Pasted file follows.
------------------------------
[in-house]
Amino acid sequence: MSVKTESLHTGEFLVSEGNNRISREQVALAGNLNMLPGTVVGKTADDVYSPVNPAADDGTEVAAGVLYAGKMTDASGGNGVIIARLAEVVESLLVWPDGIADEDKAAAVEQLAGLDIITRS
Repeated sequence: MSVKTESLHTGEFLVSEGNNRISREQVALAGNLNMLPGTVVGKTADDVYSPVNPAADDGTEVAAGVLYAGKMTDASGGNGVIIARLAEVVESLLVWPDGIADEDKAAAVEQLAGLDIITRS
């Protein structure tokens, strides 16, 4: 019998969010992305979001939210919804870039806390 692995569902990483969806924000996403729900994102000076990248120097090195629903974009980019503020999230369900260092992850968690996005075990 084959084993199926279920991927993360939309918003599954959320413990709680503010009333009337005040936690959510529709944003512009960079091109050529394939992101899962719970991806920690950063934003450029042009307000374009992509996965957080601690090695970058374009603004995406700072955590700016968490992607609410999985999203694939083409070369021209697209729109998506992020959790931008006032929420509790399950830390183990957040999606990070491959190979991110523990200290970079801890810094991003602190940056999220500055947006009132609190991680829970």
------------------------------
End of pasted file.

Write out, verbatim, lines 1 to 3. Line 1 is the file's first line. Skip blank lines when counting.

[in-house]
Amino acid sequence: MSVKTESLHTGEFLVSEGNNRISREQVALAGNLNMLPGTVVGKTADDVYSPVNPAADDGTEVAAGVLYAGKMTDASGGNGVIIARLAEVVESLLVWPDGIADEDKAAAVEQLAGLDIITRS
Repeated sequence: MSVKTESLHTGEFLVSEGNNRISREQVALAGNLNMLPGTVVGKTADDVYSPVNPAADDGTEVAAGVLYAGKMTDASGGNGVIIARLAEVVESLLVWPDGIADEDKAAAVEQLAGLDIITRS